You’ll need to pay for your drink at the counter before taking a seat.
In France, tipping isn’t mandatory but leaving some coins as a gratuity is always appreciated. Generally speaking, people leave around 10% of their total bill as a tip.
Different Types of Coffee in France and Their Characteristics
As we discussed earlier, coffee is an essential part of French culture, and there are several types of coffee that you can order. Each type has its unique characteristics and taste. Let’s take a closer look at them:
French coffee culture is an experience to be savored, and ordering coffee in France involves taking into consideration specific times of the day, types of coffee available, and etiquette surrounding ordering at a cafe. Notable types of coffee in France include expresso, café allongé, café noisette, cappuccino, latte macchiato, and café americano. Some tips for ordering coffee in France include greeting staff politely, asking for recommendations, learning basic French phrases, and taking your time to sip and savor your coffee. Finally, indulging in a café gourmand, consisting of an espresso accompanied by three or four mini desserts, offers an excellent way of experiencing French culture.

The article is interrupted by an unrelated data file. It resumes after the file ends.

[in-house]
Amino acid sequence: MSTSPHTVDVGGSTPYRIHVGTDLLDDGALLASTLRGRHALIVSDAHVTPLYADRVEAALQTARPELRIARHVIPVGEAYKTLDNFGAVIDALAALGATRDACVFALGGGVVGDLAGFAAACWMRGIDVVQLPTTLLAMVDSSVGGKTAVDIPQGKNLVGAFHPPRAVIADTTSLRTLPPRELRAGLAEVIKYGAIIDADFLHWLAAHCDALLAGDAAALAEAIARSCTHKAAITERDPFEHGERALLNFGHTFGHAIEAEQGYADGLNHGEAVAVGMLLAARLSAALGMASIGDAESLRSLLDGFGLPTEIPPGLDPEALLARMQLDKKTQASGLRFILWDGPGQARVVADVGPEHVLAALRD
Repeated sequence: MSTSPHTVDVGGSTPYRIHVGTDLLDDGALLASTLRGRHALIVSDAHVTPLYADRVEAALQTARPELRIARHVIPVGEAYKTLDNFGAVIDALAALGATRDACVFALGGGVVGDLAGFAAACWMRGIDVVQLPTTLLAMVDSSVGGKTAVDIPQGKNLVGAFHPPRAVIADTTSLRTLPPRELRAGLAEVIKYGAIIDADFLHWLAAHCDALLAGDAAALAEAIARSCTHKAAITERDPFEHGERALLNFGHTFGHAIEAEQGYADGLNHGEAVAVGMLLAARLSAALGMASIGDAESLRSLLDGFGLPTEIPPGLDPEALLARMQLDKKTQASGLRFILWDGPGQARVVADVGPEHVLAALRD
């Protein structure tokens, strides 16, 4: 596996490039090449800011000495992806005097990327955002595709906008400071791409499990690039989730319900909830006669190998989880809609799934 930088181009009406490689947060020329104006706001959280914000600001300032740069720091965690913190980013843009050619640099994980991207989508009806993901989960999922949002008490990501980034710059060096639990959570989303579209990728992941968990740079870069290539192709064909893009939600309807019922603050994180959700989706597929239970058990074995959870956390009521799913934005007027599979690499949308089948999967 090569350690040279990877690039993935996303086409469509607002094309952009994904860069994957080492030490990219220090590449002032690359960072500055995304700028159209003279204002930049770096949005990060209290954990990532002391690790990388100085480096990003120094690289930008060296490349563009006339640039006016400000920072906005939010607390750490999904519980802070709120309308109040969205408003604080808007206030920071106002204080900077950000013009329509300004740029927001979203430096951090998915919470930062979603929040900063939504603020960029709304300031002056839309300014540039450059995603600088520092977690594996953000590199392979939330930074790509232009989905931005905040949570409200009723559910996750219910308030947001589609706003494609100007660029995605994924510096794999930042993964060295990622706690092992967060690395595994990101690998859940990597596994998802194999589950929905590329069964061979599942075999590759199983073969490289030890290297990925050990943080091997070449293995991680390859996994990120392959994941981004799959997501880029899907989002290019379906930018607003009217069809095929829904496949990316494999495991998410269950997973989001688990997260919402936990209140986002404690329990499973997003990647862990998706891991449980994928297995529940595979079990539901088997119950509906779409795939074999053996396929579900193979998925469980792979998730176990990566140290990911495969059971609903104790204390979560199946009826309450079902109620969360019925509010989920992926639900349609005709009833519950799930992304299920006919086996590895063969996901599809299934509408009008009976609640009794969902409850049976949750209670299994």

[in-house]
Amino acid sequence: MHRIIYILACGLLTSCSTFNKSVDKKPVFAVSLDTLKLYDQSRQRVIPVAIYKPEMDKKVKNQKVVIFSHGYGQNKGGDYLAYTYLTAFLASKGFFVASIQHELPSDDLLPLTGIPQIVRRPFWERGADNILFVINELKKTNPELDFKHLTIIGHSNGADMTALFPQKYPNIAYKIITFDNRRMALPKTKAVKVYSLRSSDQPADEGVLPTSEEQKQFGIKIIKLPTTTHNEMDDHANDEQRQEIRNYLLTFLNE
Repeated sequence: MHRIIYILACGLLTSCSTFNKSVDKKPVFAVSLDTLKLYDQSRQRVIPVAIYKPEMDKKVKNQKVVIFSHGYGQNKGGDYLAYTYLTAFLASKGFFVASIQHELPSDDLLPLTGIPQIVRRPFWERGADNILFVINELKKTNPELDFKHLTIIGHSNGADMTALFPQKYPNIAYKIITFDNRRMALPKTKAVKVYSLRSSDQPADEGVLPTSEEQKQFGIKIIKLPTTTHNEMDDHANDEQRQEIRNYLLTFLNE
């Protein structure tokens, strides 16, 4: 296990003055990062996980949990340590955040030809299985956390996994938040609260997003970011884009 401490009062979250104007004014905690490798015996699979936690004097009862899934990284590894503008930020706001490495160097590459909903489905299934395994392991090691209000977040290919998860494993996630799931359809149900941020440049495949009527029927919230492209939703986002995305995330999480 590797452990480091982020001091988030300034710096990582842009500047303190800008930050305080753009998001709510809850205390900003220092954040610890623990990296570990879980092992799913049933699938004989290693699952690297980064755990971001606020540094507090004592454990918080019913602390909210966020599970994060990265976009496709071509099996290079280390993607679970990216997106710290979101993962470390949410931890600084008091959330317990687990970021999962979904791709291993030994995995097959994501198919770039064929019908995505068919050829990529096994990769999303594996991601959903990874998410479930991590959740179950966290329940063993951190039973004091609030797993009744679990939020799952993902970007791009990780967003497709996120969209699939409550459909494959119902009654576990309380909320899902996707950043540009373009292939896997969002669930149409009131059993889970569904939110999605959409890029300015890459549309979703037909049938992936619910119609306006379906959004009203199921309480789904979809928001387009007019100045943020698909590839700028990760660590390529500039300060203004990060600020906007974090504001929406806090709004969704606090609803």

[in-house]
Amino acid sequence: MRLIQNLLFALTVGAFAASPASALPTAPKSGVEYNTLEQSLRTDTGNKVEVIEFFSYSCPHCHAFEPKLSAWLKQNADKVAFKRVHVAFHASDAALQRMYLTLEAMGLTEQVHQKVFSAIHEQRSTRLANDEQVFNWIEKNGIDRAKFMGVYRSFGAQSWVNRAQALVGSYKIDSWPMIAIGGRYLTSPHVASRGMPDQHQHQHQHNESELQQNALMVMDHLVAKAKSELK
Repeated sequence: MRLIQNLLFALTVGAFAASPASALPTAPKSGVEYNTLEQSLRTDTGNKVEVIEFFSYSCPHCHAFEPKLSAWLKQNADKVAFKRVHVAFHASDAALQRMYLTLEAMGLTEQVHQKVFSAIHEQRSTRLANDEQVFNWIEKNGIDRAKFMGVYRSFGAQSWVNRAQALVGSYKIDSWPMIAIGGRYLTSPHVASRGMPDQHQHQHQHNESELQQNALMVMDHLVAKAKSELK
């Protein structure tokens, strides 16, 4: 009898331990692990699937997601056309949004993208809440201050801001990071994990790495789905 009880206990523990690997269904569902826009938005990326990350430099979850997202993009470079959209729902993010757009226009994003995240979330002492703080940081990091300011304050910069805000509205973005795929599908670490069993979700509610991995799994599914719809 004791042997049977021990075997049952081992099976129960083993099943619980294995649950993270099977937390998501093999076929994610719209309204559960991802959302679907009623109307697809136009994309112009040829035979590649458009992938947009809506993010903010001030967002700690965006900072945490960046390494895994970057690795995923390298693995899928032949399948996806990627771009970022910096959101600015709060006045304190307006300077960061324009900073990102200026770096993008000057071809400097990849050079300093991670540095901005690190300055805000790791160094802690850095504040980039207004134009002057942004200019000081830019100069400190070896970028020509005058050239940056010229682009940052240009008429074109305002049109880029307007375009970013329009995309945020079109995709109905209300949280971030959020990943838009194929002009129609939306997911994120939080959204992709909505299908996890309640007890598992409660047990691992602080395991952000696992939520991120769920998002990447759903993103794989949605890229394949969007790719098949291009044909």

### Café Expresso (Expresso)
The most popular form of coffee in France is the espresso, also known as the expresso. It’s a small but mighty shot that packs a punch in terms of flavor and caffeine content.
- Served alone or with sugar cubes on the side.
- Typically served hot.
- Strong flavor and aroma.
### Café allongé (Long Coffee)